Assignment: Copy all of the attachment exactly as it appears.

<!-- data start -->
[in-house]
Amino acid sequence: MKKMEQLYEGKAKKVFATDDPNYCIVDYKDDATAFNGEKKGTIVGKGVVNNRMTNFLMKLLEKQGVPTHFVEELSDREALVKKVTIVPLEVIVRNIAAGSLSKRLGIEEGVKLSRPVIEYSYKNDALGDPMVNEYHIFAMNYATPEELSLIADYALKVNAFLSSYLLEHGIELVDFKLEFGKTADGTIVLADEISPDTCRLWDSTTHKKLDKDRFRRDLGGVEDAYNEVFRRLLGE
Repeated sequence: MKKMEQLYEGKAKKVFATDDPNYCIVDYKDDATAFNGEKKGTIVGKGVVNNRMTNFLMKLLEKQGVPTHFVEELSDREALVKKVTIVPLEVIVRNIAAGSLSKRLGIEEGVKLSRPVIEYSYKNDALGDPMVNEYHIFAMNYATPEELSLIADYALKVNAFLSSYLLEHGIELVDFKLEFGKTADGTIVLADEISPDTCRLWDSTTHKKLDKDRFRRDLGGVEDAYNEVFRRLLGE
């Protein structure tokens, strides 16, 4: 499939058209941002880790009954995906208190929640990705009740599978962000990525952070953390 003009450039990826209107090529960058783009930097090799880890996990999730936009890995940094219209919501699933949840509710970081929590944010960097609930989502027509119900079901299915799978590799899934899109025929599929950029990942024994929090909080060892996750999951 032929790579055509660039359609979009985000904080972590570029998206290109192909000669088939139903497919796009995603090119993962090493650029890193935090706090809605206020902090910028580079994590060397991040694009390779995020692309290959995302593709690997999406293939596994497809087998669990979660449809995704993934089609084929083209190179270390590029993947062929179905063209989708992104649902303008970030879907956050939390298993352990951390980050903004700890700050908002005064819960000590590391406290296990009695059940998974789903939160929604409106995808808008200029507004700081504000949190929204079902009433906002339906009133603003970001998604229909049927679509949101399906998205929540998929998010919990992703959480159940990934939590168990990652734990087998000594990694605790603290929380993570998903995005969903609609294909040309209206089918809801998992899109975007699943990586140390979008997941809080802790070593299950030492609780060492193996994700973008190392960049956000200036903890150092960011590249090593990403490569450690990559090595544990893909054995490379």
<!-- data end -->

[in-house]
Amino acid sequence: MKKMEQLYEGKAKKVFATDDPNYCIVDYKDDATAFNGEKKGTIVGKGVVNNRMTNFLMKLLEKQGVPTHFVEELSDREALVKKVTIVPLEVIVRNIAAGSLSKRLGIEEGVKLSRPVIEYSYKNDALGDPMVNEYHIFAMNYATPEELSLIADYALKVNAFLSSYLLEHGIELVDFKLEFGKTADGTIVLADEISPDTCRLWDSTTHKKLDKDRFRRDLGGVEDAYNEVFRRLLGE
Repeated sequence: MKKMEQLYEGKAKKVFATDDPNYCIVDYKDDATAFNGEKKGTIVGKGVVNNRMTNFLMKLLEKQGVPTHFVEELSDREALVKKVTIVPLEVIVRNIAAGSLSKRLGIEEGVKLSRPVIEYSYKNDALGDPMVNEYHIFAMNYATPEELSLIADYALKVNAFLSSYLLEHGIELVDFKLEFGKTADGTIVLADEISPDTCRLWDSTTHKKLDKDRFRRDLGGVEDAYNEVFRRLLGE
């Protein structure tokens, strides 16, 4: 499939058209941002880790009954995906208190929640990705009740599978962000990525952070953390 003009450039990826209107090529960058783009930097090799880890996990999730936009890995940094219209919501699933949840509710970081929590944010960097609930989502027509119900079901299915799978590799899934899109025929599929950029990942024994929090909080060892996750999951 032929790579055509660039359609979009985000904080972590570029998206290109192909000669088939139903497919796009995603090119993962090493650029890193935090706090809605206020902090910028580079994590060397991040694009390779995020692309290959995302593709690997999406293939596994497809087998669990979660449809995704993934089609084929083209190179270390590029993947062929179905063209989708992104649902303008970030879907956050939390298993352990951390980050903004700890700050908002005064819960000590590391406290296990009695059940998974789903939160929604409106995808808008200029507004700081504000949190929204079902009433906002339906009133603003970001998604229909049927679509949101399906998205929540998929998010919990992703959480159940990934939590168990990652734990087998000594990694605790603290929380993570998903995005969903609609294909040309209206089918809801998992899109975007699943990586140390979008997941809080802790070593299950030492609780060492193996994700973008190392960049956000200036903890150092960011590249090593990403490569450690990559090595544990893909054995490379």